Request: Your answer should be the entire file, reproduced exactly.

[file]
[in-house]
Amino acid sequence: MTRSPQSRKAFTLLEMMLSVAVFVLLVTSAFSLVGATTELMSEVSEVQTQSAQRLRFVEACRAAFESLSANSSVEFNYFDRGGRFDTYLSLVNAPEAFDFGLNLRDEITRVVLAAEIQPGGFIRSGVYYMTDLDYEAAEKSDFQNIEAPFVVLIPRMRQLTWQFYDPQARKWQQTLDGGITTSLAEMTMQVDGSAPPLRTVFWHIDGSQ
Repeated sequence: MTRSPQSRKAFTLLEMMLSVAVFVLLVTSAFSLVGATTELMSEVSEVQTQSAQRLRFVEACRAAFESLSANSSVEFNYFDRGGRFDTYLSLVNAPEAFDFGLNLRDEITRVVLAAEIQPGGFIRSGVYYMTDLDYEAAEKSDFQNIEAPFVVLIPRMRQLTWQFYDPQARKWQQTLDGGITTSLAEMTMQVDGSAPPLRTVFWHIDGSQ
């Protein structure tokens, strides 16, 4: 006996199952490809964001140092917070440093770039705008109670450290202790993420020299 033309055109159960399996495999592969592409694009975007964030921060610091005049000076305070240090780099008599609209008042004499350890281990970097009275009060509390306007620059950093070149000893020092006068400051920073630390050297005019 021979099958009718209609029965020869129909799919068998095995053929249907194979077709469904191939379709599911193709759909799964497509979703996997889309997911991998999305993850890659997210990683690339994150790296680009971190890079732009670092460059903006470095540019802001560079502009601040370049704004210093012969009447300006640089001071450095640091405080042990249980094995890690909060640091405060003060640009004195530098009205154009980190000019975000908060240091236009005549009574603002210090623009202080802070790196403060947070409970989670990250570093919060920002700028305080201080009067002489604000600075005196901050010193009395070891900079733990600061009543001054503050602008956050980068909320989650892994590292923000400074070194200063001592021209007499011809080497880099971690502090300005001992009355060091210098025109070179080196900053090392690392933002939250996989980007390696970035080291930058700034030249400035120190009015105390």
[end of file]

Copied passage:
[in-house]
Amino acid sequence: MTRSPQSRKAFTLLEMMLSVAVFVLLVTSAFSLVGATTELMSEVSEVQTQSAQRLRFVEACRAAFESLSANSSVEFNYFDRGGRFDTYLSLVNAPEAFDFGLNLRDEITRVVLAAEIQPGGFIRSGVYYMTDLDYEAAEKSDFQNIEAPFVVLIPRMRQLTWQFYDPQARKWQQTLDGGITTSLAEMTMQVDGSAPPLRTVFWHIDGSQ
Repeated sequence: MTRSPQSRKAFTLLEMMLSVAVFVLLVTSAFSLVGATTELMSEVSEVQTQSAQRLRFVEACRAAFESLSANSSVEFNYFDRGGRFDTYLSLVNAPEAFDFGLNLRDEITRVVLAAEIQPGGFIRSGVYYMTDLDYEAAEKSDFQNIEAPFVVLIPRMRQLTWQFYDPQARKWQQTLDGGITTSLAEMTMQVDGSAPPLRTVFWHIDGSQ
């Protein structure tokens, strides 16, 4: 006996199952490809964001140092917070440093770039705008109670450290202790993420020299 033309055109159960399996495999592969592409694009975007964030921060610091005049000076305070240090780099008599609209008042004499350890281990970097009275009060509390306007620059950093070149000893020092006068400051920073630390050297005019 021979099958009718209609029965020869129909799919068998095995053929249907194979077709469904191939379709599911193709759909799964497509979703996997889309997911991998999305993850890659997210990683690339994150790296680009971190890079732009670092460059903006470095540019802001560079502009601040370049704004210093012969009447300006640089001071450095640091405080042990249980094995890690909060640091405060003060640009004195530098009205154009980190000019975000908060240091236009005549009574603002210090623009202080802070790196403060947070409970989670990250570093919060920002700028305080201080009067002489604000600075005196901050010193009395070891900079733990600061009543001054503050602008956050980068909320989650892994590292923000400074070194200063001592021209007499011809080497880099971690502090300005001992009355060091210098025109070179080196900053090392690392933002939250996989980007390696970035080291930058700034030249400035120190009015105390």